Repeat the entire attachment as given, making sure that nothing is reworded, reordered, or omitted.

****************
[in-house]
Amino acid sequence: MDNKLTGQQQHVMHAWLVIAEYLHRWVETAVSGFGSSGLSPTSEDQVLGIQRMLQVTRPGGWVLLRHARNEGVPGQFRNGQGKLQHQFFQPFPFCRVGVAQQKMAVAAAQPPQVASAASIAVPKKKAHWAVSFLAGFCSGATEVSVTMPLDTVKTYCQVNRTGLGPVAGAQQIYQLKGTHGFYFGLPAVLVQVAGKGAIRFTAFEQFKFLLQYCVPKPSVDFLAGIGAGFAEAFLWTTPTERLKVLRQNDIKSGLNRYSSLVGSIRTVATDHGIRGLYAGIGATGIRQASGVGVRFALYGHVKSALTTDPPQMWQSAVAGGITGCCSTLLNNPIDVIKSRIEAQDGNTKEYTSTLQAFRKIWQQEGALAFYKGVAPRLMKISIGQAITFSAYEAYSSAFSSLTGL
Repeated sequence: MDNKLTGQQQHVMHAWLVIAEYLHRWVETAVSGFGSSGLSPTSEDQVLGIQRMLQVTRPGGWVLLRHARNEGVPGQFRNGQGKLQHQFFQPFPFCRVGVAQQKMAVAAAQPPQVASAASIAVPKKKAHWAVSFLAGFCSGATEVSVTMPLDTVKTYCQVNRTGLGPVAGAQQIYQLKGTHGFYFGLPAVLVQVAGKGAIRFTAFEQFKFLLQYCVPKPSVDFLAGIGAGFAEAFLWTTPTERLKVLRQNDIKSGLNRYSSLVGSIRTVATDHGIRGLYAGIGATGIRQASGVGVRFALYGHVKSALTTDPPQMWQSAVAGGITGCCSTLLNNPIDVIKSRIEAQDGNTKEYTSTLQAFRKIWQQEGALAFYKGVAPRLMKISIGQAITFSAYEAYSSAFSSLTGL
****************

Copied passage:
[in-house]
Amino acid sequence: MDNKLTGQQQHVMHAWLVIAEYLHRWVETAVSGFGSSGLSPTSEDQVLGIQRMLQVTRPGGWVLLRHARNEGVPGQFRNGQGKLQHQFFQPFPFCRVGVAQQKMAVAAAQPPQVASAASIAVPKKKAHWAVSFLAGFCSGATEVSVTMPLDTVKTYCQVNRTGLGPVAGAQQIYQLKGTHGFYFGLPAVLVQVAGKGAIRFTAFEQFKFLLQYCVPKPSVDFLAGIGAGFAEAFLWTTPTERLKVLRQNDIKSGLNRYSSLVGSIRTVATDHGIRGLYAGIGATGIRQASGVGVRFALYGHVKSALTTDPPQMWQSAVAGGITGCCSTLLNNPIDVIKSRIEAQDGNTKEYTSTLQAFRKIWQQEGALAFYKGVAPRLMKISIGQAITFSAYEAYSSAFSSLTGL
Repeated sequence: MDNKLTGQQQHVMHAWLVIAEYLHRWVETAVSGFGSSGLSPTSEDQVLGIQRMLQVTRPGGWVLLRHARNEGVPGQFRNGQGKLQHQFFQPFPFCRVGVAQQKMAVAAAQPPQVASAASIAVPKKKAHWAVSFLAGFCSGATEVSVTMPLDTVKTYCQVNRTGLGPVAGAQQIYQLKGTHGFYFGLPAVLVQVAGKGAIRFTAFEQFKFLLQYCVPKPSVDFLAGIGAGFAEAFLWTTPTERLKVLRQNDIKSGLNRYSSLVGSIRTVATDHGIRGLYAGIGATGIRQASGVGVRFALYGHVKSALTTDPPQMWQSAVAGGITGCCSTLLNNPIDVIKSRIEAQDGNTKEYTSTLQAFRKIWQQEGALAFYKGVAPRLMKISIGQAITFSAYEAYSSAFSSLTGL